On this day in 1774, trouble brews in Annapolis. You’ve heard of the Boston Tea Party, but did you know that Annapolis had one, too?
Both Tea Parties were driven by the hated tax on tea, but the Boston Tea Party (1773) had been a relatively civilized affair. Unfortunately, the Annapolis Tea Party stemmed from the actions of an irate mob.
That mob meant to enforce an agreement not to import tea—at all costs.
The series of events had begun months earlier when a merchant named Anthony Stewart dispatched his brigantine, the Peggy Stewart, to London. Stewart hoped to sell the vessel, but a buyer couldn’t be found. Instead, the ship’s captain brought the Peggy Stewart back to Annapolis, carrying the most profitable cargo available.
It was an unfortunate turn of events. The cargo included more than 50 indentured servants and 2,320 pounds of “that detestable weed tea.” Did the captain know that he was carrying the tea when he left the London port?
Evidence is conflicting, but one theory is that he was tricked into carrying the tea by Stewart’s business rival.
Either way, the Peggy Stewart arrived in Annapolis on October 14, 1774. By then, the captain had discovered that the cargo included tea. He had another problem, too: Rough weather in the Atlantic had damaged the ship, and the servants aboard the ship were not in great health.
These people needed to disembark quickly. There was just one complication: Stewart could not get them off the ship unless he paid the tax on the cargo—ALL the cargo, both the servants and the tea. If he refused to pay the tax, the ship would be forced to return to London, even though it was in no shape to make the return trip.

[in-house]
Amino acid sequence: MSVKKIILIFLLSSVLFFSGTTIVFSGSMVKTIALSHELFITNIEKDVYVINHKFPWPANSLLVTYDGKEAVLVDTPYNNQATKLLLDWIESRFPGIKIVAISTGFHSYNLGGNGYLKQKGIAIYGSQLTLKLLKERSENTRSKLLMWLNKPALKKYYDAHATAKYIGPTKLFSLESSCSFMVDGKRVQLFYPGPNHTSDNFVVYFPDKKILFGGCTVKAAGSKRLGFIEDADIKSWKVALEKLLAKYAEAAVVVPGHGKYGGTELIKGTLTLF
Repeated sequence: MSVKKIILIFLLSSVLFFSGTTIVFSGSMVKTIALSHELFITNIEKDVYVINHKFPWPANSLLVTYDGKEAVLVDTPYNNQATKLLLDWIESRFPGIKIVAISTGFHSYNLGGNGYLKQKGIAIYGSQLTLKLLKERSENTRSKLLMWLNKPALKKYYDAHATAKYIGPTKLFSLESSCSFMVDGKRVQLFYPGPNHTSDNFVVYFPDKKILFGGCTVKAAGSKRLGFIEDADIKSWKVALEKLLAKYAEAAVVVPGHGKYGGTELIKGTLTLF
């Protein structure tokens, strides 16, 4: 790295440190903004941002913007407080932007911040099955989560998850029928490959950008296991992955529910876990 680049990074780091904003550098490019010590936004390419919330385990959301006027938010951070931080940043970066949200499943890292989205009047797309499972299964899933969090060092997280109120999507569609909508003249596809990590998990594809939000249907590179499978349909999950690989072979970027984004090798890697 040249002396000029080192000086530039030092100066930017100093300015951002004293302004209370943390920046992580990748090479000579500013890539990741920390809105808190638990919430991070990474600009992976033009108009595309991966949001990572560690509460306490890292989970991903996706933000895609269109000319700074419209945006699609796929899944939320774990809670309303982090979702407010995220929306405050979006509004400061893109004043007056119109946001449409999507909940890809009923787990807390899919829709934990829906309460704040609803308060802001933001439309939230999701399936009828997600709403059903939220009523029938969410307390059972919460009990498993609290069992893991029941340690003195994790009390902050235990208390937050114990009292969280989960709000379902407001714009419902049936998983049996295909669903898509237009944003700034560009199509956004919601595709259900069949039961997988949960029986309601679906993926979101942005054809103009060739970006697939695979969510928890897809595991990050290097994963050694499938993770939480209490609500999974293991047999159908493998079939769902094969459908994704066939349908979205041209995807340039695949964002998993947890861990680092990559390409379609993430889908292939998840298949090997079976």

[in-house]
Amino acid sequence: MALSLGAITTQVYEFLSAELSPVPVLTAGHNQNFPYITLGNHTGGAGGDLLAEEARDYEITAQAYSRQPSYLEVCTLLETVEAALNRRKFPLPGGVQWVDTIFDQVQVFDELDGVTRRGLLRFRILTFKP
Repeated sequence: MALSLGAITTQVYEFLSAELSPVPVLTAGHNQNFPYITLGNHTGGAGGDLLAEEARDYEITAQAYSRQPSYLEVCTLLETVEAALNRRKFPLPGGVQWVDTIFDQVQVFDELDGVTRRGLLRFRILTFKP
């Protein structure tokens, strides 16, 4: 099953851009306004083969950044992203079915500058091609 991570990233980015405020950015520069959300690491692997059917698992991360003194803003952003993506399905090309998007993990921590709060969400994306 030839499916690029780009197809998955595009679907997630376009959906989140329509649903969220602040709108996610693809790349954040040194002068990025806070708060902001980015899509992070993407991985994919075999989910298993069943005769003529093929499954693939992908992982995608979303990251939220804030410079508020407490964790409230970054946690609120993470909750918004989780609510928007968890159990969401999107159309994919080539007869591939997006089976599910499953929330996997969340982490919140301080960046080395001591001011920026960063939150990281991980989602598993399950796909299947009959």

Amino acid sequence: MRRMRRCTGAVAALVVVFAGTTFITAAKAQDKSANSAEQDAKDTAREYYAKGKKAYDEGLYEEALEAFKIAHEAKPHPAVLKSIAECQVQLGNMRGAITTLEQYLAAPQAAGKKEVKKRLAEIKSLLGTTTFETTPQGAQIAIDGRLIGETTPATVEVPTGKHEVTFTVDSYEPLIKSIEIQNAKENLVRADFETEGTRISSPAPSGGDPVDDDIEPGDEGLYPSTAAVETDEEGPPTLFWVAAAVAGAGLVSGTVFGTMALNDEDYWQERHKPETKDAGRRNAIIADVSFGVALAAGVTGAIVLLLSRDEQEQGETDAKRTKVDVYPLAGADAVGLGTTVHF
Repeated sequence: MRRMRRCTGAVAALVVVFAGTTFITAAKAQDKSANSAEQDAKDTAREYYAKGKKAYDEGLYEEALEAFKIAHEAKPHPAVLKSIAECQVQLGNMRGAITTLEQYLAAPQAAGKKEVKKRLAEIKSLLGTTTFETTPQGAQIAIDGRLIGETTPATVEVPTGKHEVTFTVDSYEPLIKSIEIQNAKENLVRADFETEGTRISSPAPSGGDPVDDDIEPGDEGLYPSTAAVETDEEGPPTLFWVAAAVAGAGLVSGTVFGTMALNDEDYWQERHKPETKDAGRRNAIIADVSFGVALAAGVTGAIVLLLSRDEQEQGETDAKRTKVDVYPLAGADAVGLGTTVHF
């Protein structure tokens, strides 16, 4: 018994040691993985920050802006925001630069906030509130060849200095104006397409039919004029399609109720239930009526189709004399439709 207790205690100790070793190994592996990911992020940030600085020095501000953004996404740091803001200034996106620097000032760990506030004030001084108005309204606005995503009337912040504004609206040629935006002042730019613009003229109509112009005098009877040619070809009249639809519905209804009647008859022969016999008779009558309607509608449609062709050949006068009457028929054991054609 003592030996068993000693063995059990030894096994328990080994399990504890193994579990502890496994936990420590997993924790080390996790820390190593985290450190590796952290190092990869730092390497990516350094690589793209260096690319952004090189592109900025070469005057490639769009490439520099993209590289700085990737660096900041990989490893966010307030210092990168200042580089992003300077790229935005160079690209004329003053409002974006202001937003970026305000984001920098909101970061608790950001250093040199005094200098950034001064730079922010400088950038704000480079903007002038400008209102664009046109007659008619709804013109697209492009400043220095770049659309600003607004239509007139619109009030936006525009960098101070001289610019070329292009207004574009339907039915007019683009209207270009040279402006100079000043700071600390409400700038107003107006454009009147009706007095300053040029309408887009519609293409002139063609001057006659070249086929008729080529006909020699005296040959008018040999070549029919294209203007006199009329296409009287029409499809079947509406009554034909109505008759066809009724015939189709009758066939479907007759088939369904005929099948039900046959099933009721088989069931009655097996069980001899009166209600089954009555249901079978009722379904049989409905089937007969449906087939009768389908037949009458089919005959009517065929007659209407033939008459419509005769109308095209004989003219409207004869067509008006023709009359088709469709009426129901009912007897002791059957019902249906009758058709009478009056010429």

What was Stewart to do? Pay the hated tax? Or let the men aboard the ship die on their way back to England?
He paid the tax.
Local Patriots were incensed. What should be done about the man who had paid the hated tea tax? Could Stewart destroy the cargo and deliver a written apology and explanation? Would that be enough? The matter festered for days until a public meeting was finally held on October 19.
That meeting did little to squash the mob scene that would follow. Locals did not think that burning the cargo was enough—they wanted Stewart to burn his ship, too! A mob went to Stewart’s house to present their demands. They constructed a gallows in front of his house. There was talk of tarring and feathering Stewart. Stewart began to fear for his physical safety.
Would you believe that Stewart’s wife was in their house welcoming a new baby into the world during all this? What a crazy conflict of emotions inside that house!
Stewart finally agreed to emerge from the house and burn his ship. He later recounted that he didn’t want to comply, but “his Wife being then ill in Child Bed, apprehensions of the Consequence to Her and His Family, should he expose Himself any longer to the Fury of a lawless Mob, prevailed on him . . . .”
In the end, Stewart ran the Peggy Stewart aground in full view of his house. There, “with her sails and colours flying,” he “voluntarily set fire to the tea; and in a few hours the whole, together with the vessel, was consumed in the presence of a great number of spectators.”
Needless to say, these events sat badly with Stewart. He became a staunch Loyalist and eventually left the colonies.
In a strange twist, his home was later sold to a signer of the Declaration of Independence.
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David Lee Russell, The American Revolution in the Southern Colonies (2000)
Jane W. McWilliams, Annapolis, City on the Severn: A History (2011)
John Galloway and Thos. Ringgold, Account of the Destruction of the Brig “Peggy Stewart,” at Annapolis, 1774 (The Pennsylvania Magazine of History and Biography; 1901)
Joseph Cummins, Ten Tea Parties: Patriotic Protests That History Forgot (2012)
Richard D. Fisher, The arson of the “Peggy Stewart” and the Annapolis (1905)